GR US

The Opioid Pandemic

Αssociated press

FILE - Attorney General Jeff Sessions speaks about the opioid and fentanyl crisis, Thursday, July 12, 2018, in Concord, N.H. (AP Photo/Robert F. Bukaty)

The drug problem has been a major concern for decades, from the 1960s with marijuana and heroin, to the 1980s with crack and cocaine, andthe 1990s with speed and LSD. However, for the past decade or so we have seen prescription narcotic painkillers spiral out of control and surpass the stage of an epidemic to become a pandemic. The opioid crisis has affected individuals nationwide but even worldwide. So why is it a pandemic and not an epidemic? An epidemic is an outbreak of a disease that attacks many people at about the same time and may spread through one or several communities. A pandemic on the other hand is when an epidemic spreads throughout the world.

Recently on a 60 Minutes episode, it was claimed that at least 200,000 lives have been lost in the United States due to this crisis. Unfortunately, this number is expected to grow. President Trump earlier this year declared a state of emergency nationwide for this pandemic. The problem is believed to have originated with the drug manufacturers who make prescription drug medications more and more addictive which then the drug distributors sell to local independent pharmacies, exceeding their regulatory thresholds. Doctors are given incentives to write for these narcotic prescriptions even if a patient’s medical condition does not warrant them. These drugs have even reached the black market, working their way to the streets of America where they are sold along with illicit drugs like heroin and cocaine.

Many of the victims of this crisis who developed an addiction to prescription narcotics did not have any prior history of any kind of illicit drug use. Many had an injury or health condition causing tremendous pain that necessitated the need for such medications. However, after only a few weeks on them or even in some cases a few days, many people developed a dependency on these drugs. Even once their injuries healed or health conditions improved, they maintained a dependency on these medications. At that point it was the negligence of the physicians whether intentional or unintentional to continue to prescribe the same drugs without any legitimate medical need. So in theory anyone is a potential victim if in the event some unfortunate injury or disease warrants the need for such medications.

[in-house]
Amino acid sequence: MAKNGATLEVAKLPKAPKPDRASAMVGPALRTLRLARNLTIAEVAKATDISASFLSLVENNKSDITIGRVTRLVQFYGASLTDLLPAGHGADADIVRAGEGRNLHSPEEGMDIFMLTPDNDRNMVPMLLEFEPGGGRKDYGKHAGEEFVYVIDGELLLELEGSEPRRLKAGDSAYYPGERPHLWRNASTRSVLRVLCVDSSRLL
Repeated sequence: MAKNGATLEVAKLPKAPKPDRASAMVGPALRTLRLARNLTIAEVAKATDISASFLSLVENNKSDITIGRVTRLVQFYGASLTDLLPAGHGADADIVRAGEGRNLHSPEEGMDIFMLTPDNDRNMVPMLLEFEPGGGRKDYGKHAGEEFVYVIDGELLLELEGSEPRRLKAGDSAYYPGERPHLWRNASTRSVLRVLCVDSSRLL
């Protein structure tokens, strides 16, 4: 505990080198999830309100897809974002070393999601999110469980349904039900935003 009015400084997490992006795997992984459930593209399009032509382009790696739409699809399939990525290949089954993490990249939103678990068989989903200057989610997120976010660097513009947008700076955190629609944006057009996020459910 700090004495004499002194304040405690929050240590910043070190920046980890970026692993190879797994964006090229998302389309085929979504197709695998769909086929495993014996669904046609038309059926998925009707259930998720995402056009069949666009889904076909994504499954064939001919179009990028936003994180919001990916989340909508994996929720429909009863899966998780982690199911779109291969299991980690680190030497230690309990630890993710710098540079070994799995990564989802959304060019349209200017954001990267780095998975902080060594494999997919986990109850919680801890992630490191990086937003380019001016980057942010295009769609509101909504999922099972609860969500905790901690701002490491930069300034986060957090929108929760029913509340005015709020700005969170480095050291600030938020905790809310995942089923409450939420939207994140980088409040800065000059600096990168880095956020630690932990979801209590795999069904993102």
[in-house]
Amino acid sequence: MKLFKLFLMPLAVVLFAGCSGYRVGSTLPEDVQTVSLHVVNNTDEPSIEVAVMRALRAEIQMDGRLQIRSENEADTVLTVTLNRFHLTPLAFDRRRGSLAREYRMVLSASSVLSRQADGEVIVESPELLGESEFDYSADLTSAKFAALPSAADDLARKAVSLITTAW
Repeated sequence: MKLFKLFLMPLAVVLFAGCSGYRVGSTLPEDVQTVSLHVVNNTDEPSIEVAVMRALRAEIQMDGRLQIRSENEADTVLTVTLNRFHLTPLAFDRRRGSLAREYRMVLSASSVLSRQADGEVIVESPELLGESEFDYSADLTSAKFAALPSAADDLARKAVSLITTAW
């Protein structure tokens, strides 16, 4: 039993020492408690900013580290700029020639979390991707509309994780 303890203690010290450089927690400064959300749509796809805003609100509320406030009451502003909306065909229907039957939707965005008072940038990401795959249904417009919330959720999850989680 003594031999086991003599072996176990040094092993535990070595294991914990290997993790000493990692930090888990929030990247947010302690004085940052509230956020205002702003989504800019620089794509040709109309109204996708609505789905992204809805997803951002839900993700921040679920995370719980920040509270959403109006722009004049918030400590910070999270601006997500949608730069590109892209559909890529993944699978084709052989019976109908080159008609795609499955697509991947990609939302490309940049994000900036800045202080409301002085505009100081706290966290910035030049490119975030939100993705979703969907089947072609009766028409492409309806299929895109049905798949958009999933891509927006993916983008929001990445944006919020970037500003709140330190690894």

No one particular demographic of people is immune to this pandemic. It has affected people of all ethnic/religious and socio-economic backgrounds. Many of our fellow Orthodox Christians are included in the casualties of this pandemic. Yet, it is not only those who take these medications and become addicted that are affected but also our health care workers who interact with those addicted. Imagine for a moment the ethical challenges our faithful face day after day who have to prescribe, dispense, and administer narcotic medications in light of this pandemic.

As a Church, both as a royal and ministerial priesthood in Christ, we have a responsibility to become more aware of this pandemic and do what we can to intervene so that this astronomical number of 200,000 lives does not grow. It is not just ministering to the addicts of these narcotics but also providing support for those who are in recovery, for the families and friends who have endured seeing their love ones suffer and perhaps perish from this pandemic and for those who are interacting with all the above on a daily basis in the healthcare field.

Of course as a Church our priority should be concern for our own faithful and their needs but our mission should not end there. Christ said to his Apostles, “You are the light of the world…Let your light so shine before men that they may see your good works and glorify your Father in heaven.” (Mt 5: 14, 16)

We as a Church united in this battle against this horrific adversary, the opioid pandemic, have both a duty and opportunity to lead not only this nation but the world in defeating this crisis. Let not our efforts stop at our Orthodox faithful but let it include the entire world.

To do this, we need to first have a better understanding and awareness of the problem. This requires reaching out to our faithful. Things like offering discussion groups on this topic and providing literature in bulletins and information on websites and other forms of media can be a start.

The target audience can be separated into three categories: healthcare workers who face this crisis on a daily basis, addicts and recovering addicts, and families and friends of the latter. This setup is very similar to what is offered for alcoholism. AA (Alcoholics Anonymous) is for alcoholics and recovering alcoholics and Al-Anon is for friends and families of alcoholics. What would be different is the addition of a third targeted audience, all healthcare workers who interact with addicts or potential addicts.

Although there are programs in place providing services to addicts, recovering addicts and their friends and families, it is more on a secular level. We need to expand on this issue in light of our faith.

John Athanasatos, PharmD, MDiv, Pharmacist, attended Long Island University and St. Vladimir's Orthodox Theological Seminary.